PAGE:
Raised planting bed lush with greenery

3 Money-Saving Landscaping Tips Perfect for Fall

For a pretty yard — and a full plate, too.

Image: AnnaGreen/Getty

Fall is a great season for yard work — the weather is nice, plants are cheap, and veggies are hardy.

Here are three projects that’ll transform your yard without hitting your bank account too hard.

#1 DIY a Compost Bin

If you’re serious about a good-looking yard, blooming azaleas, and lush bushes, you need fertilizer. You can buy it — or get some for free if you build your own compost bin with just a few pieces of salvaged wood and galvanized steel mesh, and corrugated sheet metal roof for the top.

A good size is 4-by-6 feet with two chambers. On one side, pile raked leaves so they can become mulch. On the other side, keep an old trash can with a tight lid that to deposit food scraps. 

A man in a red shirt is opening a compost bin Image: Courtney Craig for HouseLogic

Money-saving tip: Always shop in your own scrap pile first, or salvaged building stores — you’ll be surprised how much money you can save.

Before: hill of dirt along a fence awaiting a retaining wall
After: a concrete retaining wall with red mulch and flowers
Image: Before and after building a retaining wall, by @reeddunn

#2 Beautify a Steep Slope With Retaining Walls

With about $100 worth of concrete blocks, and a DIY help, you can turn an ugly eyesore (that you’d also hate to mow if it were lawn — see above) into something gorgeous by building retaining walls.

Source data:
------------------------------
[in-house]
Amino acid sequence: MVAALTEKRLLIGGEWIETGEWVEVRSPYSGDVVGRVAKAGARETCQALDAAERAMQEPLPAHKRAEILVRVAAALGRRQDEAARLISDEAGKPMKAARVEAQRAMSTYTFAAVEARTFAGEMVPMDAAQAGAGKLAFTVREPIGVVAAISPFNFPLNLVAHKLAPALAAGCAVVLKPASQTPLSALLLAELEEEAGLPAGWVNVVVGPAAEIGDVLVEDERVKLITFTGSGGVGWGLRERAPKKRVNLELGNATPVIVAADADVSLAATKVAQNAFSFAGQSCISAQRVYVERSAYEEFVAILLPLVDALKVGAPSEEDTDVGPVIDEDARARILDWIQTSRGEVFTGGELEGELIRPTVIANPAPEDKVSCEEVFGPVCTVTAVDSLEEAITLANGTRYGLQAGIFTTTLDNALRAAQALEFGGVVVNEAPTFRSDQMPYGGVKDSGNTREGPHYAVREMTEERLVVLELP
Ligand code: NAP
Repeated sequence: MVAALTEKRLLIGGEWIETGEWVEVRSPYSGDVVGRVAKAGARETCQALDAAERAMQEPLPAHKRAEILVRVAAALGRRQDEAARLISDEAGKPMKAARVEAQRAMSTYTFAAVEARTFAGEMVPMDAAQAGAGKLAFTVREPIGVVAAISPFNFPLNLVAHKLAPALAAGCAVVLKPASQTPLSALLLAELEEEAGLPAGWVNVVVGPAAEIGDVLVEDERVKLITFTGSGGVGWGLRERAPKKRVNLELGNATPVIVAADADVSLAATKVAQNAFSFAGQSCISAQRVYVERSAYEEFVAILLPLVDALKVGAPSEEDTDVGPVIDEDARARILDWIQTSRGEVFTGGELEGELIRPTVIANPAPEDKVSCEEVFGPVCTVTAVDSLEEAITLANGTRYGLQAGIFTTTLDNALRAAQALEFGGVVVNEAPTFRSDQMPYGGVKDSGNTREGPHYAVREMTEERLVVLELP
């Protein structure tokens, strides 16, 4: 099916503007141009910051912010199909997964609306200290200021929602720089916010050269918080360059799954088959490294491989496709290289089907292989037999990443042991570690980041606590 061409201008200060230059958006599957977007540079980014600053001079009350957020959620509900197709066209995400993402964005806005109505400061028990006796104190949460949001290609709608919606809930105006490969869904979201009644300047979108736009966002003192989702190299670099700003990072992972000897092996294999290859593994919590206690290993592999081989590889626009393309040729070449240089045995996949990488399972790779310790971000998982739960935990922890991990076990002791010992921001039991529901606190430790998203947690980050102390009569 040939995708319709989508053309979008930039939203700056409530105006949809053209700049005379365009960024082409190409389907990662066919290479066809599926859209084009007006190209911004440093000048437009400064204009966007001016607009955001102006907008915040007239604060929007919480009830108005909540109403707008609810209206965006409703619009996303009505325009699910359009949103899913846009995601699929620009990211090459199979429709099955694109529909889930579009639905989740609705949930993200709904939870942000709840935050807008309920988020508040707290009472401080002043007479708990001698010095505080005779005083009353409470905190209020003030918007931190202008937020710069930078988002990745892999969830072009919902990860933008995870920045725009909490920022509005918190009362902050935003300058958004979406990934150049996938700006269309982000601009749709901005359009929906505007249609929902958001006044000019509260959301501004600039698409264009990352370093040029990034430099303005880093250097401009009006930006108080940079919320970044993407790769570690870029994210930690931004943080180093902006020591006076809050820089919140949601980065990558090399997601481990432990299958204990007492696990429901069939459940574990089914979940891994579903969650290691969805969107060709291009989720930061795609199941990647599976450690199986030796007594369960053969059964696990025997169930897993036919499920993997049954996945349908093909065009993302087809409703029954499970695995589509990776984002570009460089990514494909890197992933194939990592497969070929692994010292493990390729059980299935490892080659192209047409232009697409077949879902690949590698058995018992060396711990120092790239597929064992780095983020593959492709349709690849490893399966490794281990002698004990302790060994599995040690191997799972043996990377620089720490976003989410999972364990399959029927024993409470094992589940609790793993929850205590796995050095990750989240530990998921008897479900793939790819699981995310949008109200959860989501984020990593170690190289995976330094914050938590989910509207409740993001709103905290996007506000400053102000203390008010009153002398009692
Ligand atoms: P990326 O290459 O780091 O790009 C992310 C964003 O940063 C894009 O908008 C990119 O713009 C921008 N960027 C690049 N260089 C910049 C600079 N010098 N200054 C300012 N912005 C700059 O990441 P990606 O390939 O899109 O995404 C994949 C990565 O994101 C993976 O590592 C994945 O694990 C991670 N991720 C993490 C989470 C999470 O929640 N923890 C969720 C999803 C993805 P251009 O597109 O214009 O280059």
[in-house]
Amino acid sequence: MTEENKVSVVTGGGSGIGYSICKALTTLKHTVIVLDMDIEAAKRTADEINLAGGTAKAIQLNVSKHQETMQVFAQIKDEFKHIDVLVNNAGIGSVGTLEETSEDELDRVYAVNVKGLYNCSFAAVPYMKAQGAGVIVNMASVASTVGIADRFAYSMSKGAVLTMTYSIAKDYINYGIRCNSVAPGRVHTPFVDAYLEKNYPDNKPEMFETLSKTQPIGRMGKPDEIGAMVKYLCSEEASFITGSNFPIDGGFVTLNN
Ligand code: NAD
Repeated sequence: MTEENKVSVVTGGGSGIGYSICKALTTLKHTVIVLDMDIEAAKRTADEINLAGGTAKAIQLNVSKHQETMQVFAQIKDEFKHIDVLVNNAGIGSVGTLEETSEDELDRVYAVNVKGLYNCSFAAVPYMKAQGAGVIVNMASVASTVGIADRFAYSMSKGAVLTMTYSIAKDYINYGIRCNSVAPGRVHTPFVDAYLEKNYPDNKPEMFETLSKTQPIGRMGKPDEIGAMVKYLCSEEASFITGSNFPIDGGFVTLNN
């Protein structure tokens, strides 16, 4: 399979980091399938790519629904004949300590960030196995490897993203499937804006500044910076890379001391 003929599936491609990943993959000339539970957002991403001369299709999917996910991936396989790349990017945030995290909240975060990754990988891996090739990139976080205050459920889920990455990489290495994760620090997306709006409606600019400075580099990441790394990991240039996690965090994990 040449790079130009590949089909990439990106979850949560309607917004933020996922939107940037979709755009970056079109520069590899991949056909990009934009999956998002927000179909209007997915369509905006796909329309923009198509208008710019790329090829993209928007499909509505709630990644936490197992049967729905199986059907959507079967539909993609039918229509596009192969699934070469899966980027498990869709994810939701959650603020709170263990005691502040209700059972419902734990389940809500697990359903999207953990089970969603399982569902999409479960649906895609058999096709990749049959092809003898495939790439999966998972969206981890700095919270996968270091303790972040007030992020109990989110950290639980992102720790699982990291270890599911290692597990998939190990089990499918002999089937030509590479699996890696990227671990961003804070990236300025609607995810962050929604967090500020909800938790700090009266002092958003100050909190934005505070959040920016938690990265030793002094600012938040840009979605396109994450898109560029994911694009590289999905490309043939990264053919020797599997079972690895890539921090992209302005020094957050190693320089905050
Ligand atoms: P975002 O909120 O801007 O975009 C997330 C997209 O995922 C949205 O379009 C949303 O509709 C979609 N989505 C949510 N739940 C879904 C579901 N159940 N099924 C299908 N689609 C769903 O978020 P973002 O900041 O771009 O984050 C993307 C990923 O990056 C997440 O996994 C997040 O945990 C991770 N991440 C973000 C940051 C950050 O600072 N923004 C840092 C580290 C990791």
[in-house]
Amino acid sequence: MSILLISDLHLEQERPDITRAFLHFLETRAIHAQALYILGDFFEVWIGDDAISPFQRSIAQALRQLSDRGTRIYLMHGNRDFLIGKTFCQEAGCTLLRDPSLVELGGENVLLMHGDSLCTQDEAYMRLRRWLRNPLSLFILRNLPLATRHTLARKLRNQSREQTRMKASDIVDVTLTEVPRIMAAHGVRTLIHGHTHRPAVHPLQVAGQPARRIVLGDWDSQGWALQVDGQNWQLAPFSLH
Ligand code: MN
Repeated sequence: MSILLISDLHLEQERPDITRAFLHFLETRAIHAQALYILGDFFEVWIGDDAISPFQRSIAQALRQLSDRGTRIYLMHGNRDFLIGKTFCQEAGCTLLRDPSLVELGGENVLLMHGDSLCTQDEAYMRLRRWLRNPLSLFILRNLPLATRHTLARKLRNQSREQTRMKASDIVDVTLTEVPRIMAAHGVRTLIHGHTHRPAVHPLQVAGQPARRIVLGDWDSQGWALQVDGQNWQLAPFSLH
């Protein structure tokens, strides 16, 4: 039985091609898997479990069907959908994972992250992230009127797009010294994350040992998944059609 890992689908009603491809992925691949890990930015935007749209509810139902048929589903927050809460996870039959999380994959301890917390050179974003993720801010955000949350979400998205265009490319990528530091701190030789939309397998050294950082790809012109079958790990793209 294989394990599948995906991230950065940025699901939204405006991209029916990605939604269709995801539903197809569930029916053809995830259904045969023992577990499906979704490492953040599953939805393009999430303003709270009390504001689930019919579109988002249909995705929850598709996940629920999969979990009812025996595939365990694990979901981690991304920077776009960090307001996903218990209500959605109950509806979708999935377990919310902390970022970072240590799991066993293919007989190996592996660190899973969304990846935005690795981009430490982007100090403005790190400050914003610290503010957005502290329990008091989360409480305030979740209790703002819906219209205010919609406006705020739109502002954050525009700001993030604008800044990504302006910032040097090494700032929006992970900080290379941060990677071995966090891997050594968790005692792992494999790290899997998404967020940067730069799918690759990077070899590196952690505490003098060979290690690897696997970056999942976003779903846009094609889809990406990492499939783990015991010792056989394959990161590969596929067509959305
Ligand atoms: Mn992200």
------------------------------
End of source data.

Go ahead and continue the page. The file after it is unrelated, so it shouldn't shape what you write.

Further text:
Money-saving tip: Plants are cheaper in fall because nurseries like to clean out their inventories — often between 20% and 50% off. Or, better yet, get them for free from neighbors and friends. 

Gardeners have to divide and cut back their plants in the fall, so don’t be afraid to ask if you can take advantage of their unwanted offshoots. Chances are they’d be happy to give them to you.

#3 Build an Edible Garden

Edible garden bed in front of porch | Fall Landscaping Tips Image: Misti Richardson

Prepare your garden for fall veggies by pulling out all summer plants that are done, turning and loosening the soil, removing all weeds, and adding compost. Then plant vegetables that thrive in cooler temperatures (down to 20 degrees F) — broccoli, spinach, and cabbage.

Money-saving tip: Plant hardy veggies that you like to eat frequently so you’ll save money on your grocery bill.

Related: Surprising Fall Lawn Maintenance Tips from the Nation’s Top Gardener